In addition to being another popular library of JSON in Java, the Jackson Library is very well known for its ability to offer deep customization in an opinionated way.
In this article, we are going to show an alternate way with the Jackson Library for the same solution which was about how to handle variable responses in Gson.
Before we start, we need to add the Maven dependencies into our project’s pom.xml:
We should note that if we already use Spring Boot and Spring Web Starter module enabled in our project then simply, we don’t need to add any extra dependency for Jackson.
Let’s use the sample API response:
Also, the response changes from Array to Object notation when there is only a single comment:
We’ll also use the same models from the previous article:
Consuming the Response
We defined a collection type for the comment field as List<CommentModel>. Thus, we can map multiple comments into a single field automatically because Jackson already does the heavy lifting for us:
Certainly, this configuration resolves the multiple comment values unless the response changes to a single value structure. Otherwise, it simply doesn’t work.
Consequently, we need to define a custom deserializer to handle both single and multiple values at once.
Custom Deserializers for Jackson
StdDeserializer is an abstract type and also the base class for common deserializers in Jackson.
Therefore, to implement a custom deserialization behavior, we will create an implementation of StdDeserializer. This behavior will be responsible for adding any single value to the list as the same as multiple values are being added automatically by Jackson.
So, let’s create CommentListDeserializer which inherits the base class StdDeserializer:
We need a TypeReference for Jackson to specify the Collection type and the type of elements in which are involved as well.
So, let’s define a constant for a type of List<CommentModel>:
Next, we implement the deserialize method to come up with the expected behavior:
Deserialization Features in Jackson
Although writing a custom deserializer offers us great flexibility, there are lots of features bundled in the Jackson Library for conversions. Jackson predefined features provide practical ways to customize both serialization and deserialization.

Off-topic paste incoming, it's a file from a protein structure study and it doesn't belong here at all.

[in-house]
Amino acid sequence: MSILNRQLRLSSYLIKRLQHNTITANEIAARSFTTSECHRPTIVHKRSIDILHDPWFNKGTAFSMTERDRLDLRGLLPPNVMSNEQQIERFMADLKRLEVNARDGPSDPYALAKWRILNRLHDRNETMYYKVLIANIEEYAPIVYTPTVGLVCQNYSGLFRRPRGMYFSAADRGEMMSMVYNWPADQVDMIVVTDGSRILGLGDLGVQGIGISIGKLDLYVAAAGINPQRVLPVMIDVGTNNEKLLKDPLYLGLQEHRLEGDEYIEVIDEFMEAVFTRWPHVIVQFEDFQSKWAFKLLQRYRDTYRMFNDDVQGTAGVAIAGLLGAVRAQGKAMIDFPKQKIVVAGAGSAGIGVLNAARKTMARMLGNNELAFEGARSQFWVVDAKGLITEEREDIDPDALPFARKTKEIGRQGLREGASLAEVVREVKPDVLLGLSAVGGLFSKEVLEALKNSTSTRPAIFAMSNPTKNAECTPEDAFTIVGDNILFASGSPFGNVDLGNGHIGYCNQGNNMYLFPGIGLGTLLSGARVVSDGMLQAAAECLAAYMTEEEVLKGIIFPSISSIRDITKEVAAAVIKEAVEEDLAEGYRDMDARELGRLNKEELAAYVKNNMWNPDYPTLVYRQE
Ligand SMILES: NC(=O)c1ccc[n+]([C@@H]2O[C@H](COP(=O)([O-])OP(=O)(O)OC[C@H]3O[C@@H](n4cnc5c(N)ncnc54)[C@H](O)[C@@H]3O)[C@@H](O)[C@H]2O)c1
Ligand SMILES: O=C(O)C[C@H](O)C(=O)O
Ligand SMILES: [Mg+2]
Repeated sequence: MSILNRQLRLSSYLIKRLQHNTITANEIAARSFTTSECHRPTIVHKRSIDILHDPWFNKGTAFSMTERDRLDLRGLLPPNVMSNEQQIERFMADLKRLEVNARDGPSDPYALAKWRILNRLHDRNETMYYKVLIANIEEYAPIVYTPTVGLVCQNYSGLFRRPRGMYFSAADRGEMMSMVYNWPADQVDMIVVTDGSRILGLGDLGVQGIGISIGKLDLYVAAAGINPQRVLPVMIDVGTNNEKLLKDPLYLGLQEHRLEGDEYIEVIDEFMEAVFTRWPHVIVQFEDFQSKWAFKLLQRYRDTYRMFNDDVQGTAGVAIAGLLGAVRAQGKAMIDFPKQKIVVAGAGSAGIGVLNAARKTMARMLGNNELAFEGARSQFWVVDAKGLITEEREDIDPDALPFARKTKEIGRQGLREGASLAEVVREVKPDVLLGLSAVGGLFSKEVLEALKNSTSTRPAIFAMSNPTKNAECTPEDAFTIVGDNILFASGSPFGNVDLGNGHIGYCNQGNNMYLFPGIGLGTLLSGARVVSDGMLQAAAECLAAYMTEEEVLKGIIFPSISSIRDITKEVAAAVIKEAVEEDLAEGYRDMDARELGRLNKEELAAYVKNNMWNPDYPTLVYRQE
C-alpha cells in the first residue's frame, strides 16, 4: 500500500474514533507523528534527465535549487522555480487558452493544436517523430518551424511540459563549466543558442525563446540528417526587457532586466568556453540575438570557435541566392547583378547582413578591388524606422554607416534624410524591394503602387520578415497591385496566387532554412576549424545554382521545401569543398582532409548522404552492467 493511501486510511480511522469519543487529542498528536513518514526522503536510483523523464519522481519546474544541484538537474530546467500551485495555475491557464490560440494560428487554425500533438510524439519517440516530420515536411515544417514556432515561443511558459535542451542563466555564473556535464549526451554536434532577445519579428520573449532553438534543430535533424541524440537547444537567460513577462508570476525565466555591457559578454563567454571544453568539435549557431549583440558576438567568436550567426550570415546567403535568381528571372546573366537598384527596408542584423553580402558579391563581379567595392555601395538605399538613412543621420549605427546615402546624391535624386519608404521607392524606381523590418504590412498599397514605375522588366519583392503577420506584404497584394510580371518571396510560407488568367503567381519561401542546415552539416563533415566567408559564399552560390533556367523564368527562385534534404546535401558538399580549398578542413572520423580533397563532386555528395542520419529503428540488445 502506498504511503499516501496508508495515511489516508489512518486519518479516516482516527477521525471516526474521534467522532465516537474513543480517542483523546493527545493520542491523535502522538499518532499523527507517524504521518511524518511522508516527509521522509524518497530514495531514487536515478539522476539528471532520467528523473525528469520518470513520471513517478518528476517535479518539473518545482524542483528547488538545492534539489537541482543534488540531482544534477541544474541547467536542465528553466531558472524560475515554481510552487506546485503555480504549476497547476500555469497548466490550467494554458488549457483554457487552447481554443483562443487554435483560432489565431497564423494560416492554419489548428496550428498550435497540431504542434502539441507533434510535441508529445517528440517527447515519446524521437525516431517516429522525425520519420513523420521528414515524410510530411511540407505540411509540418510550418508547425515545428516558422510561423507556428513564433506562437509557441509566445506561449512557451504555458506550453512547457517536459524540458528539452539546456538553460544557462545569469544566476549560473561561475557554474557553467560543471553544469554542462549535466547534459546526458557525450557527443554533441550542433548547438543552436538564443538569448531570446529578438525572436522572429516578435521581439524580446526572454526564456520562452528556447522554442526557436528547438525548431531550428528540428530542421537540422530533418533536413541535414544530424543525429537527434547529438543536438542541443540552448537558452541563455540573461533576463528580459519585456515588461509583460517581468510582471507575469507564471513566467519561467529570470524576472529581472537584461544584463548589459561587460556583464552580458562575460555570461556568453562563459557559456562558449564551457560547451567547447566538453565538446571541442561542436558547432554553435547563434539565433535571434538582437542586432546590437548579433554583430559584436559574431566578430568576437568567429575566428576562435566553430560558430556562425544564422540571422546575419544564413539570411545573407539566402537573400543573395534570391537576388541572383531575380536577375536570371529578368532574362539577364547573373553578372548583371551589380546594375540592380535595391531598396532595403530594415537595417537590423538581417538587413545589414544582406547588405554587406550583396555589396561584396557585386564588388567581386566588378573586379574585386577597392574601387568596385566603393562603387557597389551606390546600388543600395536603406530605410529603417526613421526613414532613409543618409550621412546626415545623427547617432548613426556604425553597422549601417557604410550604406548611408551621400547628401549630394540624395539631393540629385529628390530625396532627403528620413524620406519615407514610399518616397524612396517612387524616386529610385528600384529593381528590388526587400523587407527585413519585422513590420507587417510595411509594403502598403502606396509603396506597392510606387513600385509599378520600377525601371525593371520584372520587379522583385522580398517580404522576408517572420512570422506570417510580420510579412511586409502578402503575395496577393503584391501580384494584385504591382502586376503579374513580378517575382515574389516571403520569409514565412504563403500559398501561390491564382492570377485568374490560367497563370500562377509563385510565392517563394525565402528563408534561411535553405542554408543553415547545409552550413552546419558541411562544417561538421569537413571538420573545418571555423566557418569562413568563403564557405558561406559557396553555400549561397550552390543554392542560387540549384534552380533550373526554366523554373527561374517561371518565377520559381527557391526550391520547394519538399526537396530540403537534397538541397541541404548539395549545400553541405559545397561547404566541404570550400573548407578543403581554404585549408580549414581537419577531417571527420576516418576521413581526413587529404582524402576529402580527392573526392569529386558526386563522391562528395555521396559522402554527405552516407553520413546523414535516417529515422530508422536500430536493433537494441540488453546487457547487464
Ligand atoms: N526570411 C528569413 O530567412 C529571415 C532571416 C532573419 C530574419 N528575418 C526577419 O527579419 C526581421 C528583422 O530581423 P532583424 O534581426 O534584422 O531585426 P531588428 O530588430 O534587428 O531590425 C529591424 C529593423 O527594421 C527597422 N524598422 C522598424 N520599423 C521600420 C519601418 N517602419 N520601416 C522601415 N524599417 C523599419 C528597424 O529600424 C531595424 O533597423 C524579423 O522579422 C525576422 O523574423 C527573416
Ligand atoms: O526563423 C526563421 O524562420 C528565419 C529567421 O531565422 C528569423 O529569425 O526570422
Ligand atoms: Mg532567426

Hopefully, ACCEPT_SINGLE_VALUE_AS_ARRAY feature does the exact job for our use-case. Certainly, we could use it for the sake of simplicity:
Also, an alternate way is to configure the @JsonFormat annotation. In our example, we’ll go with the @JsonFormat annotation to set the ACCEPT_SINGLE_VALUE_AS_ARRAY feature.
Let’s remove our custom deserializer and add a simple @JsonFormat annotation to our comments field in ArticleModel:
Thus, this will automatically add any single value of CommentModel to our list as if it were already inside an array. Unless we have any further requirement using Jackson features can be the most elegant solution for our use-case.
We can always have a chance to check the full list of features over on the source code.
Going Further with Generic Deserializers
We can write generic deserializers for different requirements that we couldn’t handle by predefined features. Besides, for the benefit of reusability, we can go further to refactor our code not to create new deserializers for each element type.
So, we’ll implement a new class as SingleAwareListDeserializer to handle the deserialization in a more customizable way:
Now, we can use the same deserializer for different types as well.
Certainly, we should notice the challenge here which is about how to obtain the class type of the element inside our collection. Without the element’s type information, it is not possible for Jackson to initialize the concrete type but only LinkedHashMap.
However, there is a workaround to obtain type-related information inside our deserializer.
We used the ContextualDeserializer interface to inform Jackson that we need information about the bean we are dealing with. Thus, an instance of BeanProperty is automatically injected and we obtained the class type of the collection element.
Finally, to use our generic deserializer, let’s change our comments field:
As a result, we can provide the same behavior by the SingleAwareListDeserializer generically for all types as well.
In this tutorial, we learned how to handle variable responses in Jackson by using the builtin features and custom deserializers as well.
All the source code for the examples shown in this tutorial are available over on GitHub.